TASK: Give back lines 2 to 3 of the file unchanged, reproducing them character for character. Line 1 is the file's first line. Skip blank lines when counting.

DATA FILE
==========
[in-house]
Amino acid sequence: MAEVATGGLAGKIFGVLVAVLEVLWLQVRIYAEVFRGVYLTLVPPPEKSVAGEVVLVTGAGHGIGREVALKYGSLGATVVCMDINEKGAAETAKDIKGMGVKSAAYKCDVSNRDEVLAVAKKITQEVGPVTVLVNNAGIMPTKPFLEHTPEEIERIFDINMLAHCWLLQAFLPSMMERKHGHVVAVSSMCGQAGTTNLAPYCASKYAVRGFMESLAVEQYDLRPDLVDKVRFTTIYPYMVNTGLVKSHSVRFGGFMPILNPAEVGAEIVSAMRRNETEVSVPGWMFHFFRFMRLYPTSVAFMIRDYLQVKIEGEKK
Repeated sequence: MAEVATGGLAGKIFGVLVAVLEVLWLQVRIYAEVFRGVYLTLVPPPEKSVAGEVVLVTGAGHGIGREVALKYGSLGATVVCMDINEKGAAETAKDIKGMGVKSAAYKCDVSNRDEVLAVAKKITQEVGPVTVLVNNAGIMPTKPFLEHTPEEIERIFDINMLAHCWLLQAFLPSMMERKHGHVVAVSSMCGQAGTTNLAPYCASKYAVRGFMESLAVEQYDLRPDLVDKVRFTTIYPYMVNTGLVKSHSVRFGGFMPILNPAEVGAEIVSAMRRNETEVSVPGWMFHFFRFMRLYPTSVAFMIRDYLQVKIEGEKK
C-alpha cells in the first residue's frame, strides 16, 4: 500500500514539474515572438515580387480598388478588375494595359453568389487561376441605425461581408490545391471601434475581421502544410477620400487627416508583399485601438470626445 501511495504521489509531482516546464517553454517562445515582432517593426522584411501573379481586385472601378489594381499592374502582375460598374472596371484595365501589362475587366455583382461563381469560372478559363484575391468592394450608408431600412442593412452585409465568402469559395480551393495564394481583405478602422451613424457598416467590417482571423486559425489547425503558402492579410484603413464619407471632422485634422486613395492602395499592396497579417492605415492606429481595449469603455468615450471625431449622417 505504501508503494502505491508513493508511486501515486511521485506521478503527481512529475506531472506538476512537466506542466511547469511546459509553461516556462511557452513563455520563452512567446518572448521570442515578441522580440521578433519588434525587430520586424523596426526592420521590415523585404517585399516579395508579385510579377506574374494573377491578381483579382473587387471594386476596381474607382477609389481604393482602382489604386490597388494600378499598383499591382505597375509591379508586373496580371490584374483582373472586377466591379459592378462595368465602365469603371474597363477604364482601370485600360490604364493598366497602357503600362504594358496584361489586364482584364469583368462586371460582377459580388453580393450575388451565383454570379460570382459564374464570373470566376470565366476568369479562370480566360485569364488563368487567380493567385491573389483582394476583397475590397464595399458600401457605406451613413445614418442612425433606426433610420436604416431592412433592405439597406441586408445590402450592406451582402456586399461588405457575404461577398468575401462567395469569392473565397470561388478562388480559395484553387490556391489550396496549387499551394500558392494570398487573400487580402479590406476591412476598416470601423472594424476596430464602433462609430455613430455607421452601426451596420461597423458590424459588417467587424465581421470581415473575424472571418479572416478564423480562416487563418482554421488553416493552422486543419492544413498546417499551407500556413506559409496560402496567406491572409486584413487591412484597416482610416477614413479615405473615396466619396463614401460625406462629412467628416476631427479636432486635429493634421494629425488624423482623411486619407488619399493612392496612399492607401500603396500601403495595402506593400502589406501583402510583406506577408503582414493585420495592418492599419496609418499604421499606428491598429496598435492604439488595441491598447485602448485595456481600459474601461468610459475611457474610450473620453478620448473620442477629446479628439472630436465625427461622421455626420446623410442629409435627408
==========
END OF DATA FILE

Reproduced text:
Amino acid sequence: MAEVATGGLAGKIFGVLVAVLEVLWLQVRIYAEVFRGVYLTLVPPPEKSVAGEVVLVTGAGHGIGREVALKYGSLGATVVCMDINEKGAAETAKDIKGMGVKSAAYKCDVSNRDEVLAVAKKITQEVGPVTVLVNNAGIMPTKPFLEHTPEEIERIFDINMLAHCWLLQAFLPSMMERKHGHVVAVSSMCGQAGTTNLAPYCASKYAVRGFMESLAVEQYDLRPDLVDKVRFTTIYPYMVNTGLVKSHSVRFGGFMPILNPAEVGAEIVSAMRRNETEVSVPGWMFHFFRFMRLYPTSVAFMIRDYLQVKIEGEKK
Repeated sequence: MAEVATGGLAGKIFGVLVAVLEVLWLQVRIYAEVFRGVYLTLVPPPEKSVAGEVVLVTGAGHGIGREVALKYGSLGATVVCMDINEKGAAETAKDIKGMGVKSAAYKCDVSNRDEVLAVAKKITQEVGPVTVLVNNAGIMPTKPFLEHTPEEIERIFDINMLAHCWLLQAFLPSMMERKHGHVVAVSSMCGQAGTTNLAPYCASKYAVRGFMESLAVEQYDLRPDLVDKVRFTTIYPYMVNTGLVKSHSVRFGGFMPILNPAEVGAEIVSAMRRNETEVSVPGWMFHFFRFMRLYPTSVAFMIRDYLQVKIEGEKK